Comment: 70-stone man story sees Ipswich fall foul of tabloids again

POOR old Ipswich. Yet again, Suffolk's historic county town is being ridiculed and humiliated in the eyes of the nation - this time because of the plight of a 70-stone man.

POOR old Ipswich. Yet again, Suffolk's historic county town is being ridiculed and humiliated in the eyes of the nation - this time because of the plight of a 70-stone man.

But is it fair? EADT editor TERRY HUNT (who lives in Ipswich) looks at the difference between reality and reputation.

“The world's fattest bloke lives in Ipswich.''

So screamed the front page headline of Britain's biggest-selling newspaper yesterday.

The story was about a desperately ill and grossly overweight man who urgently needs specialist hospital treatment, and the logistical difficulties of transporting him. There was talk of needing a Chinook helicopter, such was the size of the formidable task.

It is, undoubtedly, a very sad story. The deeply personal issues which lie behind it are thought-provoking, to say the least. Rightly or wrongly, it's a strong “tabloid tale'' which the red-tops will lap up.

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But the way The Sun treated the story - at least in its headline - is interesting. Why mention Ipswich? It looks as though The Sun has decided that, in some perverse way, Ipswich is to blame for the misfortune of the man who is allegedly the world's heaviest human being.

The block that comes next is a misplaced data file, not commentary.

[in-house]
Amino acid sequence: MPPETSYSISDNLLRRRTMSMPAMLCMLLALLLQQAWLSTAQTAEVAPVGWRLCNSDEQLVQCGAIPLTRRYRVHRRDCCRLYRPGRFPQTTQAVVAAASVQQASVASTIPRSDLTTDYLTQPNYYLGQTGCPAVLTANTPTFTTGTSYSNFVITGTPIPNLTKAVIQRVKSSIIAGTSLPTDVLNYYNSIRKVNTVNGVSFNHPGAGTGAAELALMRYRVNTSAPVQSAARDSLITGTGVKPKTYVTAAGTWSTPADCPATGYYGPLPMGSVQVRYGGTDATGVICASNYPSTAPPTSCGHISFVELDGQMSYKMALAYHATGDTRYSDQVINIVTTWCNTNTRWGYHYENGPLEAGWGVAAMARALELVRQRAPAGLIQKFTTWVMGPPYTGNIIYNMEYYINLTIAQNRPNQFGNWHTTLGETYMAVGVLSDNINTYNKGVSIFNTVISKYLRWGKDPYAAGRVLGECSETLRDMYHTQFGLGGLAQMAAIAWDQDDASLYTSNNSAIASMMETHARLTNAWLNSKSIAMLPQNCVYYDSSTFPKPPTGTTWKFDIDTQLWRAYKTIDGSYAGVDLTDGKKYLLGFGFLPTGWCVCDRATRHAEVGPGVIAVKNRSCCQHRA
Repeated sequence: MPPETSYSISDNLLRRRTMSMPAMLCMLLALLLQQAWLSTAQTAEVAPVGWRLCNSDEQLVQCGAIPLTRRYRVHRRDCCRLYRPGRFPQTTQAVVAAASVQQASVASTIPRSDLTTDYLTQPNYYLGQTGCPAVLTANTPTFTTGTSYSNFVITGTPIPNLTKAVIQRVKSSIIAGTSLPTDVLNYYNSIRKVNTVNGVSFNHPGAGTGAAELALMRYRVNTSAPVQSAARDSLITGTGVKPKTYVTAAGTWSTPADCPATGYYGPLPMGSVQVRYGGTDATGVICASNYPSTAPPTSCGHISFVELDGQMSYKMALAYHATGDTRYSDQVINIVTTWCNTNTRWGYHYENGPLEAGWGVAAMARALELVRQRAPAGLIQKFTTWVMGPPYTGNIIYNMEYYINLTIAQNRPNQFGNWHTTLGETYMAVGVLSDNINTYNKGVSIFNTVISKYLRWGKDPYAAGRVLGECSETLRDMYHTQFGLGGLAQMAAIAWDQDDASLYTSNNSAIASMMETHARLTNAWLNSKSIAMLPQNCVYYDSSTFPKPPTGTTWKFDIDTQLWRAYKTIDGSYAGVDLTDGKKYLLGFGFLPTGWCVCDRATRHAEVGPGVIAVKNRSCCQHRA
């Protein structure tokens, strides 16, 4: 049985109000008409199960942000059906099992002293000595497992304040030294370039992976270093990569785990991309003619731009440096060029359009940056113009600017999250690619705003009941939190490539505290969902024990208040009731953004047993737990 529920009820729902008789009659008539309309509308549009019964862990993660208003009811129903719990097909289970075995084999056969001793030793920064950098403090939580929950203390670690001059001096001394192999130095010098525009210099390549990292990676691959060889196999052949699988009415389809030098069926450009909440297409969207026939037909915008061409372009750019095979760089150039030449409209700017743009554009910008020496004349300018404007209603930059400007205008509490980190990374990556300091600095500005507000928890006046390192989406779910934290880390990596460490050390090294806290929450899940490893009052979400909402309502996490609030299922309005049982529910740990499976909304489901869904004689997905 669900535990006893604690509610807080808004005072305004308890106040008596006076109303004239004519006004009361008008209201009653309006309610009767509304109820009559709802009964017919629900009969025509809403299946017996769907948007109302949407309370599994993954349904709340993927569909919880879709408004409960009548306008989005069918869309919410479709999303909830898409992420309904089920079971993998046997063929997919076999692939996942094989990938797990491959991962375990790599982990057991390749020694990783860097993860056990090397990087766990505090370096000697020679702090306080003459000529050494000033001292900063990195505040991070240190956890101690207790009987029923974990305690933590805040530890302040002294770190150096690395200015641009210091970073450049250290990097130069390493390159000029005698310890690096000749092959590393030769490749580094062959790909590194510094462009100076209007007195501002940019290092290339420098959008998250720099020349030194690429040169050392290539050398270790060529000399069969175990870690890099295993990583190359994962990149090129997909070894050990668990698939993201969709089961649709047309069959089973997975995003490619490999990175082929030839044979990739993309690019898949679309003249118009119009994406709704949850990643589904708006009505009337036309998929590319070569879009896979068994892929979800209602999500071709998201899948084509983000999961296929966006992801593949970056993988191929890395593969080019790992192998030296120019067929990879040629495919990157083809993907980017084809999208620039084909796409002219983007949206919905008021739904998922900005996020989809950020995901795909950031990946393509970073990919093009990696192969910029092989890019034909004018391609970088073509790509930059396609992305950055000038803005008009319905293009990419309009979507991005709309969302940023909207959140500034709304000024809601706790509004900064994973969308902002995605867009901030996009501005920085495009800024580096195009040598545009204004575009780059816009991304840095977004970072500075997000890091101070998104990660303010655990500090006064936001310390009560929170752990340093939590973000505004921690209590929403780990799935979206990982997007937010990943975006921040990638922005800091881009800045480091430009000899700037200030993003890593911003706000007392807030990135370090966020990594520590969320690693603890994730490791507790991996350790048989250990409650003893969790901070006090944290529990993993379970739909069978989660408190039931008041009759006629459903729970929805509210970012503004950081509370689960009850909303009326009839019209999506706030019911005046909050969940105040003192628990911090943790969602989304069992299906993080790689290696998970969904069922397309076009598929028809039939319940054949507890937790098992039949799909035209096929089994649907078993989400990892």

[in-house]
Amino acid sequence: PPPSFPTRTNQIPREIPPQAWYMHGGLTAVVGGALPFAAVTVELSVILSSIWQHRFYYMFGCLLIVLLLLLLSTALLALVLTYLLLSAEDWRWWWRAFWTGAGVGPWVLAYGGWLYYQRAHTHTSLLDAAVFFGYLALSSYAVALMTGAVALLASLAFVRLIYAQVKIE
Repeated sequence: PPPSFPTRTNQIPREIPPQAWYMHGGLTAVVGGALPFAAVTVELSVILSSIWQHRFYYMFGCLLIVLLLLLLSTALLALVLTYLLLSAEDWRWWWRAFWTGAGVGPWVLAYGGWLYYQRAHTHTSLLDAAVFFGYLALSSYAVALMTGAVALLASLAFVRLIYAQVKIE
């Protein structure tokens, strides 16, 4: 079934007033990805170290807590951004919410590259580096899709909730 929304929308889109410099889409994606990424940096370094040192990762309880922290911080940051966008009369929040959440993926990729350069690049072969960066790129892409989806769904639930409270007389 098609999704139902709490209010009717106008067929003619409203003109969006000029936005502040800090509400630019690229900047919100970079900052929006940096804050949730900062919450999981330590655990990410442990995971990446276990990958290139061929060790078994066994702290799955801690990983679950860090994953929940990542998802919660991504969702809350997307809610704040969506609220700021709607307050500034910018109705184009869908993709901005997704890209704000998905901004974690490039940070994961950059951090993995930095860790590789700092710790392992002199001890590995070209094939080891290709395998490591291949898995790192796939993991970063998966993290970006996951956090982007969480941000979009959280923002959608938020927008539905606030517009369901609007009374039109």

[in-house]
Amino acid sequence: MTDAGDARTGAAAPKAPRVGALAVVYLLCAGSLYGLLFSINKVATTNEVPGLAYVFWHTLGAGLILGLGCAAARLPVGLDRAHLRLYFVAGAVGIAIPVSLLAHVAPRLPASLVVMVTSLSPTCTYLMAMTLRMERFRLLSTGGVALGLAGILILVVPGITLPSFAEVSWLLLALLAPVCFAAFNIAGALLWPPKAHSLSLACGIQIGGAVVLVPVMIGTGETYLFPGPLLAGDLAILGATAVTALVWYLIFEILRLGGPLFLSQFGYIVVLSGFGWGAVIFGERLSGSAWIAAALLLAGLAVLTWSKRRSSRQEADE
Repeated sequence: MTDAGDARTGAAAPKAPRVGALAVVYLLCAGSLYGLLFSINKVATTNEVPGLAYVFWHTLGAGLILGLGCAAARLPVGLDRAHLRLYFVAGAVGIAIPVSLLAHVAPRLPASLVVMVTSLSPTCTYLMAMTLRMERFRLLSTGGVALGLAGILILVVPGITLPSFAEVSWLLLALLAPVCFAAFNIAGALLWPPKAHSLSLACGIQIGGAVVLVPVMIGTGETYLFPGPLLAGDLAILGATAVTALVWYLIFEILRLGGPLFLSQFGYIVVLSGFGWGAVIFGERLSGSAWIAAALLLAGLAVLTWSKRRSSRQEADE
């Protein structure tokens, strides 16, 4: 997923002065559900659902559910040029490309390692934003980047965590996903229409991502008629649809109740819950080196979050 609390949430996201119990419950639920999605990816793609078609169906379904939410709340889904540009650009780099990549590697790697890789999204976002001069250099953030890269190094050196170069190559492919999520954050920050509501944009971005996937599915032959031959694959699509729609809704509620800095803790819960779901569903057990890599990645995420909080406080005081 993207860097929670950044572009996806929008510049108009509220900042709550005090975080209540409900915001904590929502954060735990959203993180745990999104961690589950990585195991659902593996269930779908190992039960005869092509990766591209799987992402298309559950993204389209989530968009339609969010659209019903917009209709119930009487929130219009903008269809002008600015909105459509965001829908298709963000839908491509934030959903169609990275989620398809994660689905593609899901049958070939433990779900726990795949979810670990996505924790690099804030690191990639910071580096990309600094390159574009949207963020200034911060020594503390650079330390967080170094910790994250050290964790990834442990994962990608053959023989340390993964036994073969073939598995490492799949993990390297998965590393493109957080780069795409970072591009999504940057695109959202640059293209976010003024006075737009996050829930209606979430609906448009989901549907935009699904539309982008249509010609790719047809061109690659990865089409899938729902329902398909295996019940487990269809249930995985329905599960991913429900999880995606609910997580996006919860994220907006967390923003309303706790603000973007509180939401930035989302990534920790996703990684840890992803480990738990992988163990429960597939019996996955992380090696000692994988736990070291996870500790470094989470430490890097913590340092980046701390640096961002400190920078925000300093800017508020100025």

And so continues the dismantling of Ipswich's reputation by Britain's tabloid press. In the eyes of their millions of readers, Ipswich is:

- A town overrun with prostitutes

- The home of Steve Wright, Britain's most frenzied killer

- On a lighter note, the home of England's least successful football team

- And now, where the world's fattest man lives

Given that perception, it's easy to see why The Sun decided to keep it going. When a town is down, why not keep on kicking? The interesting question here is this: If our 70-stone man had lived in another town, would the headline have read the same?

Would, for example, our friends in Murdoch-land have run with a headline stating “The world's fattest man lives in Norwich?'' Or Colchester? Or Southampton? Almost certainly not, because they're viewed as “nice towns.''

On the other hand, you can see in your mind's eye “The world's fattest man lives in Slough.'' Or Southend. Or any other town which has reputation “issues'' in the opinion of the mass media (and hence their millions of readers).

So, is it fair? Is Ipswich really such an awful place? Let's look at the evidence closer to home. It is fair to say that the relationship between Ipswich and the rest of Suffolk is not the same as that between Norwich and Norfolk.

Without generalising too much, Norfolk is very proud of Norwich - with the possible exception of some of the folk in the Fenlands around King's Lynn. Let's be frank - the same cannot be said about the whole of Suffolk.